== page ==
Pearson: I think exposure to the tunnelling and trenchless field at the university level is key to getting young professionals into the trenchless market, as most universities do not offer any tunnelling- or trenchless-related curriculum. Guest lectures from tunnel/trenchless engineers, site visits for college students, and even tunnelling specific curriculum would all help in getting young professionals thinking about a career in underground construction. My exposure to the industry was by chance ,as I had a family friend who just happened to be a trenchless engineer himself. It is good to have a targeted approach to attracting younger professionals instead of relying on them to discover the industry themselves

Woodbridge: More formal education and acknowledgement by the greater civil industry. Also, general marketing into the “sexiness” of trenchless and the unique applications, creative approaches, and special projects that come from the industry. This can even be promoted to those already formally trained who are looking to explore new technologies and learn new skills.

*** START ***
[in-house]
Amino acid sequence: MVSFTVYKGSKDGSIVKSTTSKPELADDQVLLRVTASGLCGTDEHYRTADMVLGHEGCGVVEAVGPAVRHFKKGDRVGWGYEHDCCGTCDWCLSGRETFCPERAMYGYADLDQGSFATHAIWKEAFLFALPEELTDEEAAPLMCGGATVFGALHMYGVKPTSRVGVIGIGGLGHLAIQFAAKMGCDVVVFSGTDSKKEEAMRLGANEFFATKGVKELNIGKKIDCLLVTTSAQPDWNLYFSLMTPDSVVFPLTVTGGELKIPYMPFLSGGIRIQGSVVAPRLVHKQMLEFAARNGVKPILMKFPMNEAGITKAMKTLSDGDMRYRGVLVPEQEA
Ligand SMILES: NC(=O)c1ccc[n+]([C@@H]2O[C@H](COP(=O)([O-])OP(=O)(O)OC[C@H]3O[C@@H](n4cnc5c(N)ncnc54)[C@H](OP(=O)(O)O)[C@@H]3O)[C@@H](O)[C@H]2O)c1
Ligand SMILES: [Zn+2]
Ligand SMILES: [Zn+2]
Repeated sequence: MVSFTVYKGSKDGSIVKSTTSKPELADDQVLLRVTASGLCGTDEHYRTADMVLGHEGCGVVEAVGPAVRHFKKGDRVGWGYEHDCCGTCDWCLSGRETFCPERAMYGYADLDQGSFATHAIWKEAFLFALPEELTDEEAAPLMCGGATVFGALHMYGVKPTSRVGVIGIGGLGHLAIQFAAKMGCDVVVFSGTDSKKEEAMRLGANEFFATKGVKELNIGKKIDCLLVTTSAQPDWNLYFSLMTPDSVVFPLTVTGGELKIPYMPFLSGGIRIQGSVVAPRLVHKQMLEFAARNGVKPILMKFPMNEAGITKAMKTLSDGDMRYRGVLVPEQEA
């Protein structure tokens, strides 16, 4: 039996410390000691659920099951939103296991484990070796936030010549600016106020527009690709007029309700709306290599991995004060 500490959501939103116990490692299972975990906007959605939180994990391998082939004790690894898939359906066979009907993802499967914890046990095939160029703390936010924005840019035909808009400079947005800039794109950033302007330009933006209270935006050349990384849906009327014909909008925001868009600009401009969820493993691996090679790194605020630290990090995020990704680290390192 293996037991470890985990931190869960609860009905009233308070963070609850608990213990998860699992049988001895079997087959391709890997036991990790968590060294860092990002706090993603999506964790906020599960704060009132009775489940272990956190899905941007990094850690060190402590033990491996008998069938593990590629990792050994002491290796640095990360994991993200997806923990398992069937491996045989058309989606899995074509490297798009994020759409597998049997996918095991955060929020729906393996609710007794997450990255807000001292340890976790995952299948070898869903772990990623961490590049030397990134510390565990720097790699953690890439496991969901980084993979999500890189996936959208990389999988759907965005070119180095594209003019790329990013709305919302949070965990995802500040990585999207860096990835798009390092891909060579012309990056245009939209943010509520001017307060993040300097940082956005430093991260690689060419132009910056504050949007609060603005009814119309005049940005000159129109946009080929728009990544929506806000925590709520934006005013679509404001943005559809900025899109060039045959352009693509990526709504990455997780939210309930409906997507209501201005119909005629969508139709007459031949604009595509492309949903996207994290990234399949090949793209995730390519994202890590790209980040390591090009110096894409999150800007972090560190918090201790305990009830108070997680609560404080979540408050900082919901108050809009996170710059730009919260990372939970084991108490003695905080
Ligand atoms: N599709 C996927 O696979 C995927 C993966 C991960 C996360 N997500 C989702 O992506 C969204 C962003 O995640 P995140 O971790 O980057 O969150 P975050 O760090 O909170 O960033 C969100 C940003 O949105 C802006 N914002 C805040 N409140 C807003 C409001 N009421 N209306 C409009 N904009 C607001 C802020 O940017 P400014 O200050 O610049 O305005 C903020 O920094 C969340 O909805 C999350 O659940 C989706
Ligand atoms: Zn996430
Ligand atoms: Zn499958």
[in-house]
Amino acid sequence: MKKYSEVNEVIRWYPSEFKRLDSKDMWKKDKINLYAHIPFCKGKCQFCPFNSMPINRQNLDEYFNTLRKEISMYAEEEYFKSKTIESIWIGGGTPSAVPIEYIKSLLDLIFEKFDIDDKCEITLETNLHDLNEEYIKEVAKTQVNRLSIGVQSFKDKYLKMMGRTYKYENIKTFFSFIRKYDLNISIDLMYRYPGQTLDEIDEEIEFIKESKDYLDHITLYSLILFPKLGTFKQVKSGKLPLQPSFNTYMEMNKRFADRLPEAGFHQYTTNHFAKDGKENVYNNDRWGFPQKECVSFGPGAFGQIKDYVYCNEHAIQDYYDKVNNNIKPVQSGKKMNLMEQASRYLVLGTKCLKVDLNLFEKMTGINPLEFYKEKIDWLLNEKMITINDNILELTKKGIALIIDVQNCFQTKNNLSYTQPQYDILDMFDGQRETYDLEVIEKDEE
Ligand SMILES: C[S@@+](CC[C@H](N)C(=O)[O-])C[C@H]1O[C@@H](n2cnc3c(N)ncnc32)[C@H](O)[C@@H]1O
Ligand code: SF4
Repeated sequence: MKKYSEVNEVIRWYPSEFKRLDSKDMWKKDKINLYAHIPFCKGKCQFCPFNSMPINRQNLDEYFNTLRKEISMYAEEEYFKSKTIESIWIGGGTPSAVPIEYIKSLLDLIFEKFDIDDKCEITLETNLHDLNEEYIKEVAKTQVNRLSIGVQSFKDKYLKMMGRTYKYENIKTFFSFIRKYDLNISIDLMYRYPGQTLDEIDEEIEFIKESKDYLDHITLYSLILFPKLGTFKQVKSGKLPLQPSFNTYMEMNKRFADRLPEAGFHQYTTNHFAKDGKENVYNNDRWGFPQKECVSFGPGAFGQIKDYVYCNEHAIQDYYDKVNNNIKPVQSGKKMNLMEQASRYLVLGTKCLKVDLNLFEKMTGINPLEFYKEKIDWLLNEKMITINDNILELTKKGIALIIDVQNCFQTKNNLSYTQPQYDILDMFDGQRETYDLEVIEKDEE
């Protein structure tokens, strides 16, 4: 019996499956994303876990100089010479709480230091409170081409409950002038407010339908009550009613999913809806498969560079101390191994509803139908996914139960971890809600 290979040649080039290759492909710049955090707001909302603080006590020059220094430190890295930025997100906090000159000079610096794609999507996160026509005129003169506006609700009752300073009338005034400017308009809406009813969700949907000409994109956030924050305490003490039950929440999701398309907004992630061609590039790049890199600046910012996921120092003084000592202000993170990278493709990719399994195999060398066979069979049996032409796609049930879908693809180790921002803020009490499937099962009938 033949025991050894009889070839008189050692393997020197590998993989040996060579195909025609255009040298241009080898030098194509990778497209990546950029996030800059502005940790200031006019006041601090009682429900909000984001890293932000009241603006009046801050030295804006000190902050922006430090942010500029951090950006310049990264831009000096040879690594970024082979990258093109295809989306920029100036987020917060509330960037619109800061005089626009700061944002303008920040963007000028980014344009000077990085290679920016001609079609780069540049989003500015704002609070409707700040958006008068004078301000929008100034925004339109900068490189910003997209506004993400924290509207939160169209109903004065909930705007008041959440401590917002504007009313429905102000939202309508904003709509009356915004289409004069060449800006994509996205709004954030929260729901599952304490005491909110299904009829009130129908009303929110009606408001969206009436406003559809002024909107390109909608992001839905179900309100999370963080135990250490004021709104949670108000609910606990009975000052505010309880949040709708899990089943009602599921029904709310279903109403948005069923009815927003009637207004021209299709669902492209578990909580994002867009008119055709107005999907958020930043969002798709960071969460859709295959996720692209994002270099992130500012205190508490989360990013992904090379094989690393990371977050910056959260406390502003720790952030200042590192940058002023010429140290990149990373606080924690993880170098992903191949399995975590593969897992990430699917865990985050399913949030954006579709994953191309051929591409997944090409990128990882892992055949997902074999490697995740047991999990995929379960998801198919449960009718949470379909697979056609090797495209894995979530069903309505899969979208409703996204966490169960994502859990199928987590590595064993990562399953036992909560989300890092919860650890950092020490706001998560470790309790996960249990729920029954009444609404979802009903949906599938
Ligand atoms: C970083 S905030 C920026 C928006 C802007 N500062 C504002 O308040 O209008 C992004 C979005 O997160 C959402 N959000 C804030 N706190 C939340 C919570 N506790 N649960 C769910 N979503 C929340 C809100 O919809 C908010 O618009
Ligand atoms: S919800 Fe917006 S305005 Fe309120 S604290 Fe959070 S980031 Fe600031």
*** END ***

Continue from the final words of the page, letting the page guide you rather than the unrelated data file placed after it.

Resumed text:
Hennig: The trenchless industry is very demanding. We face high risks and challenges daily. You need to be born with a thick skin to be attracted to and stick with the industry. To make a career, you often need to sacrifice a lot on the social side of life.

Young professionals need to be made aware of these challenges. They also need to have an empirical nature and be of the mindset that what we do is creating and contributing to the future of humanity. Installing fresh water and sewer systems or oil and gas pipelines will help millions of people all around the world to live their life at a standard they are used to – without knowing what it takes. The reward is in what we do – that is trenchless.

Editor’s Note: “Meet the Experts” is a new feature that will run twice a year in Trenchless Technology Canada. Written by Keivan Rafie, lead tunnel engineer at Stantec, the features include leaders in the trenchless field and will focus on a variety of issues and challenges facing the industry in Canada.